Re: Hadwan stress system renewed
|From:||Muke Tever <alrivera@...>|
|Date:||Thursday, August 2, 2001, 2:56|
From: "dirk elzinga" <dirk.elzinga@...>
>> Stress on everything else can fall only on the first three syllables of a
>> word. The heaviest (and, in a tie, the rightmost) of these syllables
>> receives the stress. So:
>I don't think I've ever seen a three syllable window at the left
>edge of a word, but I don't know why it shouldn't be possible.
Yeah, I looked in the stress database
<http://www-cogsci.psych.ox.ac.uk/~todd/stress.html> and didn't see anything
(BTW,) with their system of representing things this Hadwan stress would be:
321/321/321L VV(N)K > VV(N), V(N)K > V(N)
>> Coda sonorants don't count towards syllable weight...
>Now this is weird. If there were a distinction among the
>moraicity (weight-bearing-ness) of consonants, you'd expect
>sonorants to be moraic but obstruents to be non-moraic. But hey;
>if it works for you, go with it.
It *is* weird. Many of the sonorants, though, used to be syllabic, which
may have something to do with it. (Or maybe that's an excuse and not an
>> I don't know what to do with borrowed words, however. Should a word like
>> "kétos" be stressed normally (on the final syllable) or as in theoriginal
>> Greek (on the primary syllable)? Might it depend, maybe, on how'nativized'
>> the word is? Hmm..
>Yes. One of my very favorite examples in historical linguistics
>is the multiple borrowing into English of the French word
>'gentil'. From it we get gentle, gentile, genteel, and jaunty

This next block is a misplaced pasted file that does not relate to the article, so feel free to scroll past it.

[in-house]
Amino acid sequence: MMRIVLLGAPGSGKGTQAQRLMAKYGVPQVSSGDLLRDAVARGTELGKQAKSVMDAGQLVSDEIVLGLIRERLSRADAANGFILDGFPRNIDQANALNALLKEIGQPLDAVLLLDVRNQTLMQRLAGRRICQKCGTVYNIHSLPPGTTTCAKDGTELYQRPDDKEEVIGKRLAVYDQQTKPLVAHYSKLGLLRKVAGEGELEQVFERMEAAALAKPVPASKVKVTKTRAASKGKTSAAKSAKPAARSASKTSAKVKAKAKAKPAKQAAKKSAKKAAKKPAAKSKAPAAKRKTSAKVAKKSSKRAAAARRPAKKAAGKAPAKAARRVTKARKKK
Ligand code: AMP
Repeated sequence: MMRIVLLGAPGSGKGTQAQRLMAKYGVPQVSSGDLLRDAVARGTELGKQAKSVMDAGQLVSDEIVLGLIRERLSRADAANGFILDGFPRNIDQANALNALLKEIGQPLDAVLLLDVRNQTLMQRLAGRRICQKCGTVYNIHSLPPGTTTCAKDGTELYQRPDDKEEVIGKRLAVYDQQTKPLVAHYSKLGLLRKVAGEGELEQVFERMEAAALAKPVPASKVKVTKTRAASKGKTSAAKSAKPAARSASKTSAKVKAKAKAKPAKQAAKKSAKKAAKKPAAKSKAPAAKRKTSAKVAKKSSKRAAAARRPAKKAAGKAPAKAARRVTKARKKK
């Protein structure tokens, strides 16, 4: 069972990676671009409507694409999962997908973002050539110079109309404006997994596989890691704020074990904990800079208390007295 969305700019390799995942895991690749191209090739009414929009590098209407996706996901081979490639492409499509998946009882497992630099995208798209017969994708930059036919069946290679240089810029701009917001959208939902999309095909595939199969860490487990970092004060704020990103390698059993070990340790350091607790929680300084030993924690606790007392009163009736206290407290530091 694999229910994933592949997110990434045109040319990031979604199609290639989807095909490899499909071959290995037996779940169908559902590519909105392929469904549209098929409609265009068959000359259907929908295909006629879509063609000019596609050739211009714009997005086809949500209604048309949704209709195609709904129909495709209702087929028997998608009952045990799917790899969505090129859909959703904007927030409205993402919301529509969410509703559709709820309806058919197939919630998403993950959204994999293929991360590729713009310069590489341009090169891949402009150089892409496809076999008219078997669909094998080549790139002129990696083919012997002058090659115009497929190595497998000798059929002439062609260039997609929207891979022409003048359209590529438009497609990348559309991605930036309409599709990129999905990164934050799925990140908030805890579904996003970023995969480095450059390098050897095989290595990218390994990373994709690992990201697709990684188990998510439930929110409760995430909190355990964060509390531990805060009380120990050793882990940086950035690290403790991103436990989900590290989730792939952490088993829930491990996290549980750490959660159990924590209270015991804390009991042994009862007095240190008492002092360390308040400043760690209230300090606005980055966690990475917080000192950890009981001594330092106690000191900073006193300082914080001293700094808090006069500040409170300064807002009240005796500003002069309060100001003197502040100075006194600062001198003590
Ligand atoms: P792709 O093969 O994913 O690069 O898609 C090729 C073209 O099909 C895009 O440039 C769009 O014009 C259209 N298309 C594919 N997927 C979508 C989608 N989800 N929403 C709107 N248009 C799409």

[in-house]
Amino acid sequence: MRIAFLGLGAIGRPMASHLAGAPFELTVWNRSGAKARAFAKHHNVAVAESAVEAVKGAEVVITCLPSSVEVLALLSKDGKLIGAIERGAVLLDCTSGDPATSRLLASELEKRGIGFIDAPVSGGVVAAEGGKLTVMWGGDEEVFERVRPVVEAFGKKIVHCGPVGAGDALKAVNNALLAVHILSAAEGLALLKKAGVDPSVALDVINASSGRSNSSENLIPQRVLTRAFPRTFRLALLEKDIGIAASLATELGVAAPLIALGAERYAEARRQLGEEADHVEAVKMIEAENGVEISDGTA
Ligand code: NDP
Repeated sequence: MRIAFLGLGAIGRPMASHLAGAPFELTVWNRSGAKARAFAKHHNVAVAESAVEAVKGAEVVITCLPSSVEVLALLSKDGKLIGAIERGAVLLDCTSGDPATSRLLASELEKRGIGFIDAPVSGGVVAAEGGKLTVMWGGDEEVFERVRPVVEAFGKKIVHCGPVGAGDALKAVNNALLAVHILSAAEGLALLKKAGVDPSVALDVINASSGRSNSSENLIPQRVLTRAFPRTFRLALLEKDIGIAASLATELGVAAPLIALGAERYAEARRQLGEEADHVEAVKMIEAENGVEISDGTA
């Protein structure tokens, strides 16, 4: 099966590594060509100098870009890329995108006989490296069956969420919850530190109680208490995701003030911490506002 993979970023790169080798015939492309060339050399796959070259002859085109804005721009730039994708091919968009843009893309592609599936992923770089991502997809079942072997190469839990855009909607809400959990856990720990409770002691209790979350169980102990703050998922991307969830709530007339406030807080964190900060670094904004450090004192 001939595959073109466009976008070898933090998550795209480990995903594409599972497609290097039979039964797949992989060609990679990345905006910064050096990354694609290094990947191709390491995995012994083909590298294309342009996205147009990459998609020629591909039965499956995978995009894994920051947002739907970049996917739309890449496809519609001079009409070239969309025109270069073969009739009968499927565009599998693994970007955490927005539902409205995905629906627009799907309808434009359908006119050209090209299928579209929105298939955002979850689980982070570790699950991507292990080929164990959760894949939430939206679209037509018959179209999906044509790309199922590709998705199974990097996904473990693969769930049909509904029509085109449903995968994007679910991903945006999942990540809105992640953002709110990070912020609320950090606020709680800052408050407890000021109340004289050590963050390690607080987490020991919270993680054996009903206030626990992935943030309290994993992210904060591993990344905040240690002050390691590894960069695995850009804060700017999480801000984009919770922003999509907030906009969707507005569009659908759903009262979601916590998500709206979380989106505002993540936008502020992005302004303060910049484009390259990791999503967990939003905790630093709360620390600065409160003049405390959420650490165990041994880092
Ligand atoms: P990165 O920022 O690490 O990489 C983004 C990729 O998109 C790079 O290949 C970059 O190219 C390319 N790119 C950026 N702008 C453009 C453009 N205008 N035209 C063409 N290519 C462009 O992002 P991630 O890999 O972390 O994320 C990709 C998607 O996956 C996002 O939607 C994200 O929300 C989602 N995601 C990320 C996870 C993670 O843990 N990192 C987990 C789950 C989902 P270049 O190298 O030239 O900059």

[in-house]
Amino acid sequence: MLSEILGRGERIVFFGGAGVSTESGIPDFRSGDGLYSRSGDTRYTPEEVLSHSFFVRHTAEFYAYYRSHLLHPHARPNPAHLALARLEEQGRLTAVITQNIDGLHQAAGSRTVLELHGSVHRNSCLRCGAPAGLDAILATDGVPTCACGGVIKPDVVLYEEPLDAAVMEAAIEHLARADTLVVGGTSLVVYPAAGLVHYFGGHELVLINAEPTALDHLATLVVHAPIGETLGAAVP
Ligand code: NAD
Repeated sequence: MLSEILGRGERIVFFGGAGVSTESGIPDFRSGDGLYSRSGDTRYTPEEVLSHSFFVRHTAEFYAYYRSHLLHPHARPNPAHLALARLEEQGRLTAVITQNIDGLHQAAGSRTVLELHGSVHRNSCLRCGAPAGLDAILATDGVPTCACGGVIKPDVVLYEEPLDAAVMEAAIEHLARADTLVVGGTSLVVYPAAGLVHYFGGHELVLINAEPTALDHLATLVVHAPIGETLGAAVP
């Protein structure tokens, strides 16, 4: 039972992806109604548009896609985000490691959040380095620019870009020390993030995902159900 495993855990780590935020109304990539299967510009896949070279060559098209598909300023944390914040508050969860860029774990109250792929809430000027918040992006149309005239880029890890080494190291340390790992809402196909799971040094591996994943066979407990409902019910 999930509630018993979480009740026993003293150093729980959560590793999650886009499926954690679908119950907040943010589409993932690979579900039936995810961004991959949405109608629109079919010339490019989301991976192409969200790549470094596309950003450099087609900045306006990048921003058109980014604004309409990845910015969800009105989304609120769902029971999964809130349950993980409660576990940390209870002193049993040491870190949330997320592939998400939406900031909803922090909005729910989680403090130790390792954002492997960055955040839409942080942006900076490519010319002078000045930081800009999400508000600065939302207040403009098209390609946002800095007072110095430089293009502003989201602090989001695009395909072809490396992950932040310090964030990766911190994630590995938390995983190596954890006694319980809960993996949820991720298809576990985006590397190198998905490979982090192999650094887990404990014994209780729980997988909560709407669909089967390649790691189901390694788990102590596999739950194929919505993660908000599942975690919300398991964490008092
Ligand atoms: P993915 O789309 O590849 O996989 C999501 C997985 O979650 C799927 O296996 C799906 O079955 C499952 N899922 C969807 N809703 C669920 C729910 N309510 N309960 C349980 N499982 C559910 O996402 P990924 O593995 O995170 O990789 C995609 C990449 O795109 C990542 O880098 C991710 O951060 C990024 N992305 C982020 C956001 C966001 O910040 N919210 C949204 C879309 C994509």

>(in that order). This illustrates the nativization process
>pretty well, I think.
>> I'm still not sure about (or whether) secondary stress, either.
>> Any comments?
>If you have morphologically determined main stress, but
>phonologically determined secondary (perhaps via mora counting),
>that would be fun ...
I may do something like that for the longer verbs. But actually most words
don't seem to get very long, and I may not have to worry about that .. too
much .. yet.
Today I finally finished translating Genesis 1 from LXX Greek to Hadwan.
[Thanks to Perseus's dictionary. I only know exactly enough Greek to hang
myself with.] The longest word is five syllables: <hítsoskidzoñtseñ>
"seed-sowing-ACC", which is cheating since it's a compound of <hítsos>
"seed" and <skidzós> (skidzoñts-) "sowing".
The next-longest words are four syllables:
roumalosho - "sky-GEN"
shoniritsor - "happened-3s"
gaioñtsawoñ - "living-GEN-PL" (a mistake? I'd expect "gaioñtsóñ")
systématís - "collection-ACC-PL"
hoñtsirrourits - "separated-3s"
(That last one's another compound: <hoñtsir> "between" and <romi> "make
If anyone really wants to see the first chapter of "Háwarhai" ('in the
Beginning') along with what I had to start with, and a general English gloss
(no morpheme-by-morpheme interlinear, though), try here:
[619K, 4pg PDF] http://personal.southern.edu/~alrivera/Arhai_1.pdf
(It ought to work. I don't know much about PDFs though. I just tried it and
the fonts seemed to come in late. But my copy of Acrobat Reader never
seemed to work right.)